Fell Top Conditions on Thursday 21 February
Readings from Helvellyn summit at 12:15
Temperature plus 4.4°C Maximum wind speed 36.1mph Wind chill minus 3.8°C Average wind speed 27.6mph Wind direction SW
The good news, for those who dislike winter conditions, is that little snow now remains on the Lakeland Fells. The bad news, for those of us who cherish winter wonderlands, is that little snow remains on the Lakeland fells. Following Wednesday’s rain and mild temperatures, there’s now little snow left below 900m; that which does lies in isolated patches in sheltered spots and hollows. The majority of the remaining old snow lies above 900m on steep E and N facing slopes. Indeed, on Helvellyn the entire west side of the mountain right up to, and including, summit level is free from snow.
On the eastern side, Striding Edge is now virtually snow free with the main route completely free from snow. Conversely, there is still some unavoidable snow at the top of Swirral Edge’s exit. Although this has thawed over the past 24 hours, it is still quite deep but has also narrowed considerably allowing some, but not all, of it to be avoided by scrambling over rock. There are deep steps cut into this remaining snow, but the passage of hundreds of boots have compacted the snow making it slippery. As such, although it’s only for a very short section, an ice axe is recommended for anyone tackling Swirral Edge – especially in descent. Owing to this snow being compacted, its height, depth and east facing nature, it may well be the last snow to thaw in the Lakes.
Despite daffodils appearing in the valleys, the summit windchill remains well below freezing – minus 4 degrees at midday - so full winter clothing (waterproofs, plenty of warm layers, hat & gloves), footwear and equipment remain essential for anyone venturing out onto the fells as folk only wearing shorts and not carrying windproofs today soon discovered! Others had left without maps and compasses and the assessor was asked several times where people were!! With the low cloud today, visibility was reduced to only 30m at times so good navigational skills are essential to avoid “winging it” and hoping that you’ll bump into someone who knows where they are! Hopefully, though, sunglasses will also be essential tomorrow!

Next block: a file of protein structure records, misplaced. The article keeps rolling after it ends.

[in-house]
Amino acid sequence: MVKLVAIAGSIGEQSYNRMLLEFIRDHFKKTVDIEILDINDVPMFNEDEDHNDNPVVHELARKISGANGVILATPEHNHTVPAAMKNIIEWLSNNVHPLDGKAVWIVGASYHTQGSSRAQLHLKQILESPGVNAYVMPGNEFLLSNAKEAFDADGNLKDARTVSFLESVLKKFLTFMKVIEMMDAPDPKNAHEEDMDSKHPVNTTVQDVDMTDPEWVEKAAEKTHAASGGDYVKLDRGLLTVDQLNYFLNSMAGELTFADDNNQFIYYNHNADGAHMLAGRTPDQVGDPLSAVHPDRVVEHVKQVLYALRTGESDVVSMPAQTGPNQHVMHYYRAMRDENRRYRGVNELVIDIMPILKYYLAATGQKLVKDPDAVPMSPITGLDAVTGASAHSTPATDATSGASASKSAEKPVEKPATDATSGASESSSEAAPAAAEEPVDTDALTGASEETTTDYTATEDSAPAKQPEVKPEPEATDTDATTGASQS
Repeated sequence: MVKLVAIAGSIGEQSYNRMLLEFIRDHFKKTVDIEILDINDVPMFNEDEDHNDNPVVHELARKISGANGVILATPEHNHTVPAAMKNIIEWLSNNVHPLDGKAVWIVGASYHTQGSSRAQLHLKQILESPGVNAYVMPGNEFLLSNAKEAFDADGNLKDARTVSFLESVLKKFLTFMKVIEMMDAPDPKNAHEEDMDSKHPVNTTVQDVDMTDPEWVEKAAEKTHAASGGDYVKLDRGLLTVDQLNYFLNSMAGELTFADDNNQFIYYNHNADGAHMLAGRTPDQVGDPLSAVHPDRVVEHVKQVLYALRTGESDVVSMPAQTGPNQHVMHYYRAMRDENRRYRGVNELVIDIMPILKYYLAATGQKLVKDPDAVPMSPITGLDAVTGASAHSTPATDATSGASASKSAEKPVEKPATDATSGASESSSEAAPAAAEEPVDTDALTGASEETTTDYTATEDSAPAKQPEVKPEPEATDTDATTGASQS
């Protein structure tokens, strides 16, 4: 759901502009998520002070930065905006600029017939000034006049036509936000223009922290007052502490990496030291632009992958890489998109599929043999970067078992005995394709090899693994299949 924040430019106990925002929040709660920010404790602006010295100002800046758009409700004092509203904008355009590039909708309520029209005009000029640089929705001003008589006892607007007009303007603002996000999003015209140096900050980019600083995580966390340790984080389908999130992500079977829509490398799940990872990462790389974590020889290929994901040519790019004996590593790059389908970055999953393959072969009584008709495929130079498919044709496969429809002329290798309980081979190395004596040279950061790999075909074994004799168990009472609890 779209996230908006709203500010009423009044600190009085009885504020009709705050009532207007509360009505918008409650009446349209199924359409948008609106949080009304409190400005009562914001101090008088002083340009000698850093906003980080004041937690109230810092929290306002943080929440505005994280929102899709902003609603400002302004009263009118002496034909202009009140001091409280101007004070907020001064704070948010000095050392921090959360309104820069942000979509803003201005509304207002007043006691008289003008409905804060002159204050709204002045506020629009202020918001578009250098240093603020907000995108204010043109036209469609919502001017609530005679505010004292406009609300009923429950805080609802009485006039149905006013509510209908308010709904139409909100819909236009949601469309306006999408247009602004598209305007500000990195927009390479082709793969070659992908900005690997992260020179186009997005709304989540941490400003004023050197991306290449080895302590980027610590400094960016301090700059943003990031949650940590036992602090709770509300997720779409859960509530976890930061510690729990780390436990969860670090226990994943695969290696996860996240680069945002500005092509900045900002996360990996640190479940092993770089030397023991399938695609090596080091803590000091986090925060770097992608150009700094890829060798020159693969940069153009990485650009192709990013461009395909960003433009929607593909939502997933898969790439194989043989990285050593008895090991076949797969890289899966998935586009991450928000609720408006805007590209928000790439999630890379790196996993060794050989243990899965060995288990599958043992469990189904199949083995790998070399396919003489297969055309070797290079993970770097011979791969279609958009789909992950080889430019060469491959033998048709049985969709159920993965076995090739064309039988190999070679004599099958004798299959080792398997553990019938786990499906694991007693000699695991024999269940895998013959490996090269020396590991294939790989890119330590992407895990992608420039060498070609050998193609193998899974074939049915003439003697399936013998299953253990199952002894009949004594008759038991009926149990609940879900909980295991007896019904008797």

Lake District weather forecast for Thursday 21 February
Issued: 21 February at 03:30
Dull with extensive hill fog but becoming brighter. Strong southwesterly winds.
Lake District Weather
A cloudy morning with patchy mainly light rain soon dying out. Cloud slowly lifts through the morning before beginning to break up in the afternoon, especially across more eastern and northern fells. Remaining dry through the evening with clear spells.
A few kilometres at times in rain and drizzle, otherwise good.
Cloud Free Hill Top
Near zero at dawn with periods or persistent cloud above about 450m with patches lower across western and southern fells. However across eastern and northern fells chances gradually improve from mid-morning to around 75% as cloud becomes more occasional above about 750m, and then improve to 25% across western and southern ranges in the afternoon as cloud becomes periods above about 600m.
|Time||06:00 - 09:00||09:00 - 12:00||12:00 - 15:00||15:00 - 18:00||18:00 - 21:00||21:00 - 24:00|
|Chance of precipitation||60%||40%||30%||30%||10%||10%|
|Max gusts (mph)||16||23||25||22||16||14|
|Max gusts (mph)||28||30||33||29||24||21|
|Max gusts (mph)||37||40||42||35||30||26|
|Max gusts (mph)||43||44||43||36||31||30|
Lake District Forecast for Friday
Mainly dry with clear or sunny spells, the best of these across more northern and eastern fells. Cloud may thicken enough over western and southern fells to give a few spots of drizzle during the morning.
Good or very good falling to just a few kilometres in any drizzle.
Around 40% across southern and western at first with periods around 600m at times, otherwise 90% with little or no cloud below summit level.
Southerly around 25mph, with gusts around 45mph over ridges and summits.
- Valley: Around plus 8 Celsius at dawn rising to plus 13 Celsius, especially away from the coast.
- At 800m: Around plus 7 Celsius
- Freezing level: Above the summits.
Outlook for next few days
Saturday 23 February
Dry through daylight hours with long sunny spells but increasing cloud may bring patchy evening rain. Strong southerly winds easing. Freezing levels above summits.
Sunday 24 February
Rather cloudy start with patchy rain but sunny spells developing. Mainly light southerly or southeasterly winds. Freezing level above summits.
Monday 25 February
Dry with sunny spells. Mainly light southerly winds. Freezing level above summits.
An overview to the weather in the Lake District
The summer season in the Lake District actually runs from March to October. The driest period runs between March and June.
The weather is renowned for changing rapidly and rainfall is a predominant feature. The wettest area in the Lake District is known as Sprinkling Tarn which receives approximately 5000mm of rainfall every year!
The wettest months run from October to January.
Snowfall typically falls from November to March. The valleys of the Lake District receive around 20 days of snow and 200 days of rain per year.
Winter is actually a beautiful time of year to enjoy the spectacular views.
It’s important to stay safe during the Winter period, especially if you are considering exploring the fells. If you’re a fan of the Lake District in Winter, why not register on one of our Winter Skills Courses? Learn more